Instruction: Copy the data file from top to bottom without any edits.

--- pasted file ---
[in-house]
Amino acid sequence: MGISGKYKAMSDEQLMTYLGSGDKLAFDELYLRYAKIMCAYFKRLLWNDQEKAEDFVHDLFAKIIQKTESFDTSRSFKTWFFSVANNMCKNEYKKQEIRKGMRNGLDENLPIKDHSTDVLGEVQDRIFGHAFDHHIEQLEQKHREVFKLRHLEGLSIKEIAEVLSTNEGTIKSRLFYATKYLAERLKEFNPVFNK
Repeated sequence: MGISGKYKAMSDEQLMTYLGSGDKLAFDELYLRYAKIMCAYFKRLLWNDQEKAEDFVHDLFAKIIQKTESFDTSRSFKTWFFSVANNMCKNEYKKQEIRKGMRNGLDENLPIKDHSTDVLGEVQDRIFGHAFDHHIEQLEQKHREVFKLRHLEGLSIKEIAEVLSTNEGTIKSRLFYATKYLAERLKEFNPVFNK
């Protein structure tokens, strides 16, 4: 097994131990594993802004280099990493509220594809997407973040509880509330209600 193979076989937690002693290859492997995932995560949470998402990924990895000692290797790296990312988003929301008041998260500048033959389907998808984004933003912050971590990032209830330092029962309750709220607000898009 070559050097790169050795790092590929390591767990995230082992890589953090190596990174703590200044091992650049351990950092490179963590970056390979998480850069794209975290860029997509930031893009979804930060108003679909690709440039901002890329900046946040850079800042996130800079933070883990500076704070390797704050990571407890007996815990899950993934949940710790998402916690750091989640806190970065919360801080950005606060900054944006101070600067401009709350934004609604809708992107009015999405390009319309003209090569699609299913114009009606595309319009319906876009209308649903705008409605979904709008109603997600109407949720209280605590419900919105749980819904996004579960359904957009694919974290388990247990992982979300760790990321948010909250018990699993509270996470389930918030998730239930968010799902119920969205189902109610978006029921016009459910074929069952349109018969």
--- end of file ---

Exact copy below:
[in-house]
Amino acid sequence: MGISGKYKAMSDEQLMTYLGSGDKLAFDELYLRYAKIMCAYFKRLLWNDQEKAEDFVHDLFAKIIQKTESFDTSRSFKTWFFSVANNMCKNEYKKQEIRKGMRNGLDENLPIKDHSTDVLGEVQDRIFGHAFDHHIEQLEQKHREVFKLRHLEGLSIKEIAEVLSTNEGTIKSRLFYATKYLAERLKEFNPVFNK
Repeated sequence: MGISGKYKAMSDEQLMTYLGSGDKLAFDELYLRYAKIMCAYFKRLLWNDQEKAEDFVHDLFAKIIQKTESFDTSRSFKTWFFSVANNMCKNEYKKQEIRKGMRNGLDENLPIKDHSTDVLGEVQDRIFGHAFDHHIEQLEQKHREVFKLRHLEGLSIKEIAEVLSTNEGTIKSRLFYATKYLAERLKEFNPVFNK
């Protein structure tokens, strides 16, 4: 097994131990594993802004280099990493509220594809997407973040509880509330209600 193979076989937690002693290859492997995932995560949470998402990924990895000692290797790296990312988003929301008041998260500048033959389907998808984004933003912050971590990032209830330092029962309750709220607000898009 070559050097790169050795790092590929390591767990995230082992890589953090190596990174703590200044091992650049351990950092490179963590970056390979998480850069794209975290860029997509930031893009979804930060108003679909690709440039901002890329900046946040850079800042996130800079933070883990500076704070390797704050990571407890007996815990899950993934949940710790998402916690750091989640806190970065919360801080950005606060900054944006101070600067401009709350934004609604809708992107009015999405390009319309003209090569699609299913114009009606595309319009319906876009209308649903705008409605979904709008109603997600109407949720209280605590419900919105749980819904996004579960359904957009694919974290388990247990992982979300760790990321948010909250018990699993509270996470389930918030998730239930968010799902119920969205189902109610978006029921016009459910074929069952349109018969």